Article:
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Thread: Cities where residents "marry young" - any data availabele?

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    Cyburbia Administrator Dan's avatar
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    Cities where residents "marry young" - any data availabele?

    There's a meme in Buffalo and Cleveland that residents there tend to "marry young", and that they're "good places to have a family and settle down". Both of those cities also have a reputation for the many educated young adults that leave in search of better opportunities elsewhere.

    Is there any data available that can back up whether a region is a "family town" or not, where residents marry at a fairly young age? I found data on the average age for first marriages for states, but not for cities or metropolitan areas.
    Growth for growth's sake is the ideology of the cancer cell. -- Edward Abbey

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    Cyburbian MacheteJames's avatar
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    This would positively correlate with % of college graduates, and even moreso with % of graduate degree holders. We tried to gather stats like this for some economic development work at my last job, and I'm pretty sure that MSA level data isn't available for this.

    I'm sure there are also MSAs in which the majority of the core city residents marry later, but in the surrounding area, everyone marries much younger. Pittsburgh, for example.

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    Cyburbian Linda_D's avatar
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    Good points, MJ.

    I don't believe "how old were you when you married the first time?" is a question on the census any longer, but it might have been 100 years ago. The census questions change as society changes. In 1930, the US census asked if people owned a radio.

    There are a lot of other issues with finding out if people "marry young" in a particular city. For example, people don't have to be city, or even state, residents to get married in a particular city. Marriage licenses also don't indicate if this is a first marriage or a second or even third one.
    If a free society cannot help the many who are poor, it cannot save the few who are rich. -- John F. Kennedy, January 20, 1961

  4. #4
    Quote Originally posted by Linda_D View post
    Good points, MJ.

    I don't believe "how old were you when you married the first time?" is a question on the census any longer, but it might have been 100 years ago. The census questions change as society changes. In 1930, the US census asked if people owned a radio.

    There are a lot of other issues with finding out if people "marry young" in a particular city. For example, people don't have to be city, or even state, residents to get married in a particular city. Marriage licenses also don't indicate if this is a first marriage or a second or even third one.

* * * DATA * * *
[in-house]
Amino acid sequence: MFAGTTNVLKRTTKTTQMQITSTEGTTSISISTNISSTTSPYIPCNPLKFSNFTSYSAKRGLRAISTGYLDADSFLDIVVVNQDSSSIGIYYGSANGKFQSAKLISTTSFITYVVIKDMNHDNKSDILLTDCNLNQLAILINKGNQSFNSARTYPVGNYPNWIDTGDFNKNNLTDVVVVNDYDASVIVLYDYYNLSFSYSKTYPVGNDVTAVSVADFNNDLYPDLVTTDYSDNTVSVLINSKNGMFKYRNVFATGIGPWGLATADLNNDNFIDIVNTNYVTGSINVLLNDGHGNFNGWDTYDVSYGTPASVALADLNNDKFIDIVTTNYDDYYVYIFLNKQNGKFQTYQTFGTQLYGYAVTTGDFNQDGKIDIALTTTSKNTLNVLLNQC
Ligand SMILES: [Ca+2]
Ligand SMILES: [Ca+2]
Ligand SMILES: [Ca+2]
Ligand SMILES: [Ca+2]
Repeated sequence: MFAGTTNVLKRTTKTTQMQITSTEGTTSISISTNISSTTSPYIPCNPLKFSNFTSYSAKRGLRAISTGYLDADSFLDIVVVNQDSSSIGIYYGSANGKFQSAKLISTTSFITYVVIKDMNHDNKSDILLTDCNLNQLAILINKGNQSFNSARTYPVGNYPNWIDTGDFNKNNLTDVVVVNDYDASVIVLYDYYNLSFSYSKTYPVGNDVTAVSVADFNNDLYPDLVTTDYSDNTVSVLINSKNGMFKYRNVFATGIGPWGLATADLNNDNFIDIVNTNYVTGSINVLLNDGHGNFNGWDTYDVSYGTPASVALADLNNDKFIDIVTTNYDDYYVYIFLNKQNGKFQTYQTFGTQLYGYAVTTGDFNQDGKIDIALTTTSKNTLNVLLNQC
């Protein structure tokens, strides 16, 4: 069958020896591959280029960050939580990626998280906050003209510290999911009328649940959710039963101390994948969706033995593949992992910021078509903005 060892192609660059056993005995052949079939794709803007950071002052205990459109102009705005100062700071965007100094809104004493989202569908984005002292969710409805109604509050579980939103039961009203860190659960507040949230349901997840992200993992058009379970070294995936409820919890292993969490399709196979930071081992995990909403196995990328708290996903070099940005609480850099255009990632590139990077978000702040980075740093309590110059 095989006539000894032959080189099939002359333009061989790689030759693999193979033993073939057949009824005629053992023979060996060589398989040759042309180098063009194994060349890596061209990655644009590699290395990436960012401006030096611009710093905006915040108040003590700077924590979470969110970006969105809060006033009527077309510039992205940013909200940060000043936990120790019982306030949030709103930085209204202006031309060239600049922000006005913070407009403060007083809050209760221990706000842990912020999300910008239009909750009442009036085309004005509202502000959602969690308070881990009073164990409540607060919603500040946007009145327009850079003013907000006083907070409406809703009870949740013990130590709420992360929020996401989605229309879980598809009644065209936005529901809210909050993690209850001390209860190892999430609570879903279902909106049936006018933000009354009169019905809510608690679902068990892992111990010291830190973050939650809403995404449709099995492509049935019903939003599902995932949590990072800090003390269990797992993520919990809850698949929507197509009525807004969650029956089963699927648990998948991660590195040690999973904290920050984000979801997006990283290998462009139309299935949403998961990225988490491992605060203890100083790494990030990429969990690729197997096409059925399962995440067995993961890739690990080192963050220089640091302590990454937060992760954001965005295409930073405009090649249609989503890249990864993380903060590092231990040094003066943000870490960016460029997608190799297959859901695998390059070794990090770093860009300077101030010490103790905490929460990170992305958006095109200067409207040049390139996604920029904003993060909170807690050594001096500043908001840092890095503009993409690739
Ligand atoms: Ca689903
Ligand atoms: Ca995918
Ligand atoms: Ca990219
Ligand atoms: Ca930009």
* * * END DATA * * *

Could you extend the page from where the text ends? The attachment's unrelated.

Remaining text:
These questions are asked in the general social survey but not by census. The data do not allow for individual cities or even states.

    It's not a function of the number of college students. In general, all Americans tend to marry 3-5 years after leaving school, regardless of when they finish andregardless of race/ethnivity. Cities with younger married people would tend to have less educated populations.

  5. #5
    These data can be available only on church these days, no one bothers with these things anymore.

  6. #6
    Cyburbian
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    The best I could figure on this one is just look at cities where there's the highest percentage of married couples then look at the ones with the lowest average age. This is obviously going to leave something to be desired though.

    I'd imagine the places where people marry youngest are going to be in Utah. In general, suburbs appear to have the highest percentage of married people but that's not a setting where I'd expect to see the youngest married people.

  7. #7
    Quote Originally posted by Blide View post
    The best I could figure on this one is just look at cities where there's the highest percentage of married couples then look at the ones with the lowest average age. This is obviously going to leave something to be desired though.

    .
    This would result in a tremendous statistical error because you are applying group level characteristics to individuals and aggregating the results back to the group. These are known as ecological and atomistic fallacies. An example of the first is the fct that wealthier counties have higher heart diseas rates. The fallacy would be to conclude that within a country wealthier people have mor heart disease. Infant, lower income people have a higher risk. An example of the atomistic fallacy would be to take data that suggest wealthy people oppose social andenvironmental programs to conclude that wealthier countries have less support for social assistance andenviripibmental programming. The application is wrong.

    Sorry to go all statistical on you.

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    Census Bureau

    I think the Census Bureau has that kind of information. I know Salt Lake City has a really high rate of young marriages (and divorces). Not sure about exact figures.

  9. #9
    Cyburbian UrbaneSprawler's avatar
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    I would (unfortunately) think that the youngest (for females) is in Colorado City, AZ, Hildale, UT, and Eldorado, TX. Obtaining data on this would likely be impossible though.

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